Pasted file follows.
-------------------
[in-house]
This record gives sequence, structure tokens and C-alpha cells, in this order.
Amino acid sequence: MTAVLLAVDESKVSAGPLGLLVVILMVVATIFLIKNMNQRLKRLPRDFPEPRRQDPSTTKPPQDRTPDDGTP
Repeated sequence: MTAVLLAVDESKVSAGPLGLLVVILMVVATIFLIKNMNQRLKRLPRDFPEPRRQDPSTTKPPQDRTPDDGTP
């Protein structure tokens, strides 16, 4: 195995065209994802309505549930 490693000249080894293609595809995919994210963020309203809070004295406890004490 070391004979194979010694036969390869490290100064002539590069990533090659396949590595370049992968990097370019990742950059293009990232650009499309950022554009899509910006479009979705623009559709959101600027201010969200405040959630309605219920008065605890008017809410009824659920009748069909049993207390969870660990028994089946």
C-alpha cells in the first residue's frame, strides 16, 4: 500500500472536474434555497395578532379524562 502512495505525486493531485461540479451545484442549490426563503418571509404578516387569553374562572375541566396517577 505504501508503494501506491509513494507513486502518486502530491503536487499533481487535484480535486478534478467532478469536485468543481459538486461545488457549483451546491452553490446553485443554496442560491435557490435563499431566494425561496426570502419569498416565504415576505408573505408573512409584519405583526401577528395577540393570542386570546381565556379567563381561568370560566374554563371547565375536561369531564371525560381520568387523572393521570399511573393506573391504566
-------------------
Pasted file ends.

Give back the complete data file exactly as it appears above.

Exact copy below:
[in-house]
This record gives sequence, structure tokens and C-alpha cells, in this order.
Amino acid sequence: MTAVLLAVDESKVSAGPLGLLVVILMVVATIFLIKNMNQRLKRLPRDFPEPRRQDPSTTKPPQDRTPDDGTP
Repeated sequence: MTAVLLAVDESKVSAGPLGLLVVILMVVATIFLIKNMNQRLKRLPRDFPEPRRQDPSTTKPPQDRTPDDGTP
């Protein structure tokens, strides 16, 4: 195995065209994802309505549930 490693000249080894293609595809995919994210963020309203809070004295406890004490 070391004979194979010694036969390869490290100064002539590069990533090659396949590595370049992968990097370019990742950059293009990232650009499309950022554009899509910006479009979705623009559709959101600027201010969200405040959630309605219920008065605890008017809410009824659920009748069909049993207390969870660990028994089946």
C-alpha cells in the first residue's frame, strides 16, 4: 500500500472536474434555497395578532379524562 502512495505525486493531485461540479451545484442549490426563503418571509404578516387569553374562572375541566396517577 505504501508503494501506491509513494507513486502518486502530491503536487499533481487535484480535486478534478467532478469536485468543481459538486461545488457549483451546491452553490446553485443554496442560491435557490435563499431566494425561496426570502419569498416565504415576505408573505408573512409584519405583526401577528395577540393570542386570546381565556379567563381561568370560566374554563371547565375536561369531564371525560381520568387523572393521570399511573393506573391504566